It's a bit of a treasure trove, with transcripts of hour-long interviews, where only about 15-25% of the interview gets used in the eventual 800 to 2,000-word feature. So there's some great stuff that was never published that I'll be combing through, and then sharing some further interesting tidbits with you here. At the time I used to incorporate the 9mm questions into all the longer interviews I did, so that Crime Watch readers could learn more about the fantastic authors, along with print readers.
One terrific author I interviewed during that period was Peter Robinson, the Yorkshire-born crime writer who moved to Canada as a university student, but sets his acclaimed Inspector Banks series in his birthplace. I really enjoyed talking to Robinson for a piece in the Weekend Herald (read that article here) that looked at both him and Peter James. Leaving aside 'overview-style' pieces on Scandinavian, Scottish, and New Zealand crime writing, it's one of only two times I've written an interview-based feature about more than one author in the same article (the other being a piece on the Kellerman family, based on separate interviews with Faye and Jonathan, published in Good Reading magazine).
At the time I didn't publish a 9mm interview for Robinson because we didn't address one question (what was his favourite amongst his novels). However, as I look back now, it seems silly for y'all to miss out on the rest of his thoughts on the other eight questions. So, somewhat belatedly, and with a wee misfire in one chamber, here is Peter Robinson, the 91st author to stare down the barrel of 9mm.
Who is your favourite recurring crime fiction hero/detective?
I would probably say Sherlock Holmes. He’s just so idiosyncratic, he’s just so out there. Not at all like Banks, just the complete opposite.
What was the very first book you remember reading and really loving, and why did you love it?
It would have been one of the Enid Blyton ‘Famous Five’ books, I can’t remember a specific title - I read them all very quickly within a very short time. We didn’t get the Hardy Boys in England - that was mostly in America.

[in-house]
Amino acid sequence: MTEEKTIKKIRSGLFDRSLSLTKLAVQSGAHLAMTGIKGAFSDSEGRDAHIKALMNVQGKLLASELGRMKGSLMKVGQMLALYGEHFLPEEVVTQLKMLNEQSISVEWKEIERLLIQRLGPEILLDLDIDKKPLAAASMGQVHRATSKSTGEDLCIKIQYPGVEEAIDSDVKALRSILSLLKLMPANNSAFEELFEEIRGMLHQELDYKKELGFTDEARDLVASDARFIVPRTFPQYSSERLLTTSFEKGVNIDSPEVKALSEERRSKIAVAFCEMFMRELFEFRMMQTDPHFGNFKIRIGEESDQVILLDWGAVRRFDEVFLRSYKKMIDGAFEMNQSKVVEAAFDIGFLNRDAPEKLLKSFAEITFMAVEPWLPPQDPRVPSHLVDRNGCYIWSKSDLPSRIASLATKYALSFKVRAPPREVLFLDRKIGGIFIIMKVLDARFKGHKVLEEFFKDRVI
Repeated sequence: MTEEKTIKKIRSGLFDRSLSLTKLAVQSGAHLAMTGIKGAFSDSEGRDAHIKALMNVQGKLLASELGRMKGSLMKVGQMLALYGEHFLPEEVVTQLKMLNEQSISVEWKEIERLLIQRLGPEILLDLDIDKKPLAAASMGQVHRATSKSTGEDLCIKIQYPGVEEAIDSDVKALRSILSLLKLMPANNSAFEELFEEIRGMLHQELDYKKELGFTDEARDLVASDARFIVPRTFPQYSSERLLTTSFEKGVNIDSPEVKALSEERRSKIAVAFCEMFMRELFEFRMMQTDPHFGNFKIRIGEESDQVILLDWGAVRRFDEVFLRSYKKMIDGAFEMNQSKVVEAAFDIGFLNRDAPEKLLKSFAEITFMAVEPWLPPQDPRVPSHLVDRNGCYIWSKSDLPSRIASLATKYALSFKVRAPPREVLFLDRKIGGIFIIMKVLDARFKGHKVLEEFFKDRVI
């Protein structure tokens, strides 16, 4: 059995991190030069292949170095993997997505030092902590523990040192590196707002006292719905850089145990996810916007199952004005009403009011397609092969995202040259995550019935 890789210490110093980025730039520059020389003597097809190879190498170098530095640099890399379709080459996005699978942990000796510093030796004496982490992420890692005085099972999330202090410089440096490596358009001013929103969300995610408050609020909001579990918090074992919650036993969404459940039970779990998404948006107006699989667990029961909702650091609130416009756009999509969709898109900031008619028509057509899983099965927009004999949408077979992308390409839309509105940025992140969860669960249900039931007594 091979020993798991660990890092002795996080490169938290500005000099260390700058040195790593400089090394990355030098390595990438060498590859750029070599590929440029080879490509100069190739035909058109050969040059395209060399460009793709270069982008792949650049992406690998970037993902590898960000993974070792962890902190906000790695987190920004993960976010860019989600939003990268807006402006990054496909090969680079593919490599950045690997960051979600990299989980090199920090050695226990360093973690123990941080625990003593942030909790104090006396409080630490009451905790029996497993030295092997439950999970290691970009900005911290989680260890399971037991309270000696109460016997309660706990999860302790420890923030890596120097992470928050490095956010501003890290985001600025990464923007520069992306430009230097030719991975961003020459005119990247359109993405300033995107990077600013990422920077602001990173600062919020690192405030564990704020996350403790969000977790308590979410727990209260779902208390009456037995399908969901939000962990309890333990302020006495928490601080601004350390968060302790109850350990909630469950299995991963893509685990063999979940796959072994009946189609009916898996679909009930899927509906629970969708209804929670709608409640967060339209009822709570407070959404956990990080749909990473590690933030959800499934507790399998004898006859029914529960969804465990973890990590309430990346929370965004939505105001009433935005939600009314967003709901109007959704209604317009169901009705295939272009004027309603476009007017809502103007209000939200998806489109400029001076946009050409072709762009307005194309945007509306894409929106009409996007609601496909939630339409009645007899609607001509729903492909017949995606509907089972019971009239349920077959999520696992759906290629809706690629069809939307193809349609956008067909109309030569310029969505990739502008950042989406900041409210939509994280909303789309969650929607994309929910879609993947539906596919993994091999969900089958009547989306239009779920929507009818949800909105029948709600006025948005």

Before your debut crime novel, what else had you written (if anything) unpublished manuscripts, short stories, articles?
I have about three unpublished manuscripts that I should find and burn. I didn’t realise that they were really bad at the time I wrote them of course, but I realised pretty soon afterwards. You know, it was good apprentice work - you’ve got to practice somewhat... I had a sort of Leeds-based private eye character, which was my first mistake I think. But mostly I wrote poetry, I think from my early years, from the age of about 16 until my early 30s, I wrote almost exclusively poetry. Now most of the writing energy goes into the prose. I still read poetry, but apart from the occasional fragment, I don’t get much done these days.
Outside of writing, and touring and promotional commitments, what do you really like to do, leisure and activity-wise?
I don’t have any leisure. What’s a leisure activity? I love walking. I have a place in Richmond in Yorkshire and I like to walk in the Yorkshire countryside, and go travelling. So even if I wasn’t going to Australia and New Zealand on tour, I’d probably be going to the South China Sea or somewhere just for fun.
What is one thing that visitors to your hometown should do, that isn't in the tourist brochures, or perhaps they wouldn’t initially consider?
Well, Toronto I think one of the things they should do is go for a walk along the boardwalk, which is not right downtown, it’s the eastern end down where I live. It’s probably not the kind of thing you see in most tourist brochures.
If your life was a movie, which actor could you see playing you?
Playing me? Oh my God. That’s a tough one. I’ll come back to that - I’ll be thinking about it while we’re talking about other stuff, running faces through my mind... The only one that comes to mind is Richard E. Grant. He doesn’t look like me at all. Ben Kingsley maybe, he can do the hair (chuckle). I think we should go for Ben Kingsley, or even Patrick Stewart, you know Jean-Luc Picard.
What was your initial reaction, and how did you celebrate, when you were first accepted for publication? Or when you first saw your debut story in book form on a bookseller’s shelf?
The first thing of course was receiving the pre-publication box of books from the publisher, and the first thing I did then was open one of them up and sniff it, you know, there’s nothing like the smell of a new book. And the smell of your first book, you only ever get that once. And then I think we had a bottle of cheap champagne, because we couldn’t afford real champagne at the time. And of course the first bookshop I went into, if the book wasn’t face-out, I made sure it was face-out.
What is the strangest or most unusual experience you have had at a book signing, author event, or literary festival?
I suppose it could have been the one where nobody turned up, not even the writer I was supposed to be sharing the reader with. It was supposed to be a reading, and it was in Los Angeles, I won’t say the exact place, and I was there on time, and there was nobody except the bookshop people. And I was supposed to be doing it with another author, who it turned out was in Texas or somewhere that night.
Thank you Peter. We appreciate you taking the time to chat to Crime Watch
You can read more about Peter Robinson here:
- "A Tale of Two Peters" - my feature in the Weekend Herald
- Recent 2014 interview with Book Page
- Interview with Reader's Digest
- Author website